Regarding the Zarahemla information, an article was written in the Times and Seasons in October 1842 discussing the apparent correlation between archeological findings and the description of cities in the Book of Mormon. However, the article explicitly states, "We are not agoing [sic] to declare positively that the ruins of Quirigua are those of Zarahemla." This, too, should not be taken as a prophetic statement by Joseph Smith.
We appreciate your interest in clarifying these statements."
Sherry Smith, Library Reference, LDS Church History Library"
Lund claims that the 'majority of scholars' ascribe the articles to Joseph. Apart from being an obvious appeal to consensus, it is also misleading because Lund is considering only those promoting Mesoamerican theories as being "scholars." It is questionable whether Lund's claim that a majority of scholars ascribes to his Mesoamerican theories remains valid; as the Heartland Model geography has now garnered scores of men and women with Ph.D.'s and doctorates in its support, possibly outnumbering the total number who are still promoting archaic Mesoamerican theories. These scholars may not work for tour companies or BYU, but they cannot be dismissed as being illegitimate scholars, as some Mesoamerica proponents are want to infer.
Another aspect Lund fails to mention is that the scholars referenced as agreeing that Joseph Smith wrote the articles in question were simply relying on, as many have in the past, the mistaken idea that they were written by The Prophet. Nevertheless, the fact still remains that actual, official Church historians simply do not know who the author or authors of those articles were. For Lund to proclaim, as he has done in his article, that Joseph Smith claimed Zarahemla was in Guatemala is exaggerated, unsubstantiated and possibly untrue. If Lund's claims were true, why wouldn't Church leadership have adopted that position and come out in open endorsement of Lund's "Book of Mormon lands?" Yet the fact stubbornly remains that the Church is officially neutral on the subject.
Where Did the Lord Himself (As Well as Joseph Smith) Declare Zarahemla to be Located?
In contrast to Lund's unsubstantiated claims that Joseph Smith wrote these unsigned articles regarding Zarahemla in Guatemala, one can simply go to D&C 125:3. There you will find the historically verified account from the Prophet Joseph Smith, through revelation from God, which appears to refute Lund's claim that Zarahemla was in Mesoamerica. The Lord told His Prophet to build a city across from Nauvoo and call it Zarahemla, not "New" Zarahemla as would have been the pattern established by the Lord for the naming of cities that refer symbolically to earlier cities in other lands. Such an example can be seen in the naming of Jerusalem and the later New Jerusalem. (See Ether 13:4-6). The passage is straight forward and compelling.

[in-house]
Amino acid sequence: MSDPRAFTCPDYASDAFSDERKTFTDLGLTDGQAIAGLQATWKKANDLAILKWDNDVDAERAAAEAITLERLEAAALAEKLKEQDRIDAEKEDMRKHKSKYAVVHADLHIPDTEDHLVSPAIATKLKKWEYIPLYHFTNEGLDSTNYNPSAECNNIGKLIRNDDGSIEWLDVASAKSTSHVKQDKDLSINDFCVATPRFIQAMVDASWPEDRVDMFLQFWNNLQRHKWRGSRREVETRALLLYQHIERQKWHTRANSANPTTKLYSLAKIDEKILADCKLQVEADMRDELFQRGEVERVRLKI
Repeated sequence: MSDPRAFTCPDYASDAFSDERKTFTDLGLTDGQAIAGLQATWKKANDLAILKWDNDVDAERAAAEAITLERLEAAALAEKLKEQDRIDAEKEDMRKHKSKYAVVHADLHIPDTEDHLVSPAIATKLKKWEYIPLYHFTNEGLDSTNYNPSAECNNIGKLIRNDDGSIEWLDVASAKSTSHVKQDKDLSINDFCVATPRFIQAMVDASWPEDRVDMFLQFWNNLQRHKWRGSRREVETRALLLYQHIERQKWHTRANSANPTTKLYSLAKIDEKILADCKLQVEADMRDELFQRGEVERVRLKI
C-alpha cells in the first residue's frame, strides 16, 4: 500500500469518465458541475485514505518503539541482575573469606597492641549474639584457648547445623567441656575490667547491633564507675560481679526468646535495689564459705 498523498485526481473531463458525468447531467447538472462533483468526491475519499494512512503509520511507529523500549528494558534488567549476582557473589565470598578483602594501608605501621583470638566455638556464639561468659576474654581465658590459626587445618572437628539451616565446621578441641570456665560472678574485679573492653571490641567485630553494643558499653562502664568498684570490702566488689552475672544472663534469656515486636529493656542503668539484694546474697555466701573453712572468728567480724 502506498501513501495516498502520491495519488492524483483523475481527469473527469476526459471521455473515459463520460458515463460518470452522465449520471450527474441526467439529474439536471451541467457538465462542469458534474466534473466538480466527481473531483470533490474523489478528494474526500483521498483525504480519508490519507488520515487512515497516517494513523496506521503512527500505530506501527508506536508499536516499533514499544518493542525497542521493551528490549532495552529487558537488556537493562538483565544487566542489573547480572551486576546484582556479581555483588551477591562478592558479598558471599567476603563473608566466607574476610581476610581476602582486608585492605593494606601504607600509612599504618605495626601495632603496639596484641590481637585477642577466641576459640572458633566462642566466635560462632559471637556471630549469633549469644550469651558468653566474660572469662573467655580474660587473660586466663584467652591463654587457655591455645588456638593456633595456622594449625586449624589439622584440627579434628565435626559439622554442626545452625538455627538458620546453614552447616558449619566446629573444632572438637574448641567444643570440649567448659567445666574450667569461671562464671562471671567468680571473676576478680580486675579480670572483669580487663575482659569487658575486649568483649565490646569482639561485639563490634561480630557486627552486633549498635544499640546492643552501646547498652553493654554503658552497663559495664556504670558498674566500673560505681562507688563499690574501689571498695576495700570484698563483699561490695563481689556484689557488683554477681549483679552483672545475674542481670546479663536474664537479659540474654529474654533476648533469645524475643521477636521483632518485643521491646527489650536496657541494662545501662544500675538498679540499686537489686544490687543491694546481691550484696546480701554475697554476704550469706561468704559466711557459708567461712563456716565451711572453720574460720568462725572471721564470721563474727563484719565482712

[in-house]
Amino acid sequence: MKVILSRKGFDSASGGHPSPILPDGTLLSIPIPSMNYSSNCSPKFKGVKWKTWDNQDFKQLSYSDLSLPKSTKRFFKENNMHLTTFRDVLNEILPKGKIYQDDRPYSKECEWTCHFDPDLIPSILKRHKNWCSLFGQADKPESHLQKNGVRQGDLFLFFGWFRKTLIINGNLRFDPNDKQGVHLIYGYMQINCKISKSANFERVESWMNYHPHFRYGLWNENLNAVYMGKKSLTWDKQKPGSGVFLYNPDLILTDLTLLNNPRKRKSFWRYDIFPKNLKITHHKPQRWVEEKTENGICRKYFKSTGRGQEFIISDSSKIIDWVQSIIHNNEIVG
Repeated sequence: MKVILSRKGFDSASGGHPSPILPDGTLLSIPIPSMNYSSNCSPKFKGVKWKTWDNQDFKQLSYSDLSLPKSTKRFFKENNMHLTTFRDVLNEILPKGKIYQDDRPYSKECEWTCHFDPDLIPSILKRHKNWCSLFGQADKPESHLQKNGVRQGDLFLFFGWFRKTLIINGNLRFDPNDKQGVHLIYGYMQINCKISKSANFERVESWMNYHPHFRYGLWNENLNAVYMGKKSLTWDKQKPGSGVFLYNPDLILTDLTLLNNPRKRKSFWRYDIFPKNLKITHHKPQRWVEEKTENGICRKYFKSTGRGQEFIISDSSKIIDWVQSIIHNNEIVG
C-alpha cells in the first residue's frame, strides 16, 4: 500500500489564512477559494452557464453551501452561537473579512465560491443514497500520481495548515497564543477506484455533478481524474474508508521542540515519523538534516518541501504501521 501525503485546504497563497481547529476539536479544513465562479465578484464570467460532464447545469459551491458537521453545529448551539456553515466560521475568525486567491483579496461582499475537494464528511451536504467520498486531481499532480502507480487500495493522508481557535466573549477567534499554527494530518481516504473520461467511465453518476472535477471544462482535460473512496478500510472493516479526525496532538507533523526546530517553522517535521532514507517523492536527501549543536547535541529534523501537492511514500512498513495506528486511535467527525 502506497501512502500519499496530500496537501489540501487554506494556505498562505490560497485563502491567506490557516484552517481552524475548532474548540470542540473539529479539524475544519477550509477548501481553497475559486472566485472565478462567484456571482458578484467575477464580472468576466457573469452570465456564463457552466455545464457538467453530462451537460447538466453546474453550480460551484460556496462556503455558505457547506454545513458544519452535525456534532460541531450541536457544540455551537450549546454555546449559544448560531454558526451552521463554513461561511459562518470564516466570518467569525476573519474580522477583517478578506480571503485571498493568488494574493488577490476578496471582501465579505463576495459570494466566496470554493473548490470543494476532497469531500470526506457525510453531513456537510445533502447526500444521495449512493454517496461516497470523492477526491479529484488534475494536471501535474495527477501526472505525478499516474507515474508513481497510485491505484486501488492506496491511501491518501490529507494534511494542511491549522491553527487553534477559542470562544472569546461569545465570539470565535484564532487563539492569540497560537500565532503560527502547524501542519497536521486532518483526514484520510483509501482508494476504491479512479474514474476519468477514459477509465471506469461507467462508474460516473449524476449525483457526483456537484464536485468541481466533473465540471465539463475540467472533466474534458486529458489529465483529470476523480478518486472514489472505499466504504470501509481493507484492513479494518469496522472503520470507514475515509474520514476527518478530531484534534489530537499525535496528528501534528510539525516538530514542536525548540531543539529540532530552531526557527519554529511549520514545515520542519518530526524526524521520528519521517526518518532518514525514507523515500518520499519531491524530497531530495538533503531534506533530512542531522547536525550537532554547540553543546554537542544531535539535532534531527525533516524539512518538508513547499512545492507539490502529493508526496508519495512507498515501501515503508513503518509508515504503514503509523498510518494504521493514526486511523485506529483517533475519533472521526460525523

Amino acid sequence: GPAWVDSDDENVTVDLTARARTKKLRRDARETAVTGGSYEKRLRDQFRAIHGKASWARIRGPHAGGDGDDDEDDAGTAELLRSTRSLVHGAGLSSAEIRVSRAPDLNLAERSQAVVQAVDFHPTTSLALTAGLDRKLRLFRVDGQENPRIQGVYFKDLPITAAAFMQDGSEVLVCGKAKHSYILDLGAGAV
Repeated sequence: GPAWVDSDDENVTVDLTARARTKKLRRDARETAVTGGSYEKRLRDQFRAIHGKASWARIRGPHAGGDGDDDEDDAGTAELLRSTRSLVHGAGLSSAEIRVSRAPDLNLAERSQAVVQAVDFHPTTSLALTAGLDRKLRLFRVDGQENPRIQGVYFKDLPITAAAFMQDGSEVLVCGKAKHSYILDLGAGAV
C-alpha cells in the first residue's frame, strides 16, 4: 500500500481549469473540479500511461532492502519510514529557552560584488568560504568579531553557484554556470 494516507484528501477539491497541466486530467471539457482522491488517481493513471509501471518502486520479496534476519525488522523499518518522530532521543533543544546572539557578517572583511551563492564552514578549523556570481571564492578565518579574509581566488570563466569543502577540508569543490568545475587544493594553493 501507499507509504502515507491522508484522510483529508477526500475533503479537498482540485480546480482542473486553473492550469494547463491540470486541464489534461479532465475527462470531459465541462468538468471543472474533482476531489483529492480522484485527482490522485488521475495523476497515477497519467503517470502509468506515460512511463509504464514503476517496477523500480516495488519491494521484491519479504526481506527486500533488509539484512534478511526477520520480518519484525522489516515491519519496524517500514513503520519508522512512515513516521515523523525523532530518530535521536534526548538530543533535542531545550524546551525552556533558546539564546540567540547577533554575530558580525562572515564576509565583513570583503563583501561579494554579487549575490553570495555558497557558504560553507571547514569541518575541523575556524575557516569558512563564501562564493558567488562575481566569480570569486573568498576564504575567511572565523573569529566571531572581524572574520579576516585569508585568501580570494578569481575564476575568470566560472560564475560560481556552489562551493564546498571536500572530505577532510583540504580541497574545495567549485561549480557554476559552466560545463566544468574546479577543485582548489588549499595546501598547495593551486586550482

The Lord could have given the location across the Mississippi River from Nauvoo any one of an infinite number of possible names, yet He called it simply "Zarahemla." If it was not the actual site of the ancient Book of Mormon city of Zarahemla, why would He have specifically named it that? God is not a God of confusion. Once an understanding is gained of the strategic importance of this location, due to the shallow rapids (historically called the Des Moines Rapids) which made possible a river crossing on foot, one can begin to comprehend why the ancient Book of Mormon city of Zarahemla was said to be located in the center of their lands, was their capital city and why when it was burned at the time of Christ's death it was rebuilt. This is the first river crossing from the Gulf of Mexico up the Mississippi river, which would naturally make this one of, if not the most strategic location in North America. This is where trade and commerce would flow, and whoever controlled it would be enabled to defend nearly a third of what is now the United States by preventing enemy armies from ingression.
There is not a single authenticated or documented historical account, which has been verified by official Church historians, that establishes that the Prophet Joseph Smith relinquished his revelatory position that the Heartland of North America were the lands of the Book of Mormon, or that its history occurred in Mesoamerica. Not one. Many Church historians that have been consulted on the matter have so indicated. It is clear that Lund's claim cannot be substantiated and is therefore over stated and may be untrue.
Some have questioned why the Prophet Joseph Smith would allow others to write articles that might seem contrary to his early views in the Times and Seasons, and why Joseph didn't correct them if they were incorrect. Further information about this and many other questions regarding Joseph Smith and Book of Mormon geography will be thoroughly examined in the new book Joseph Knew; Joseph Smith and Book of Mormon Geography to be released by the end of 2012 by this author.
Rod L. Meldrum
Foundation for Indigenous Research and Mormonism, The FIRM Foundation
edited by rbxx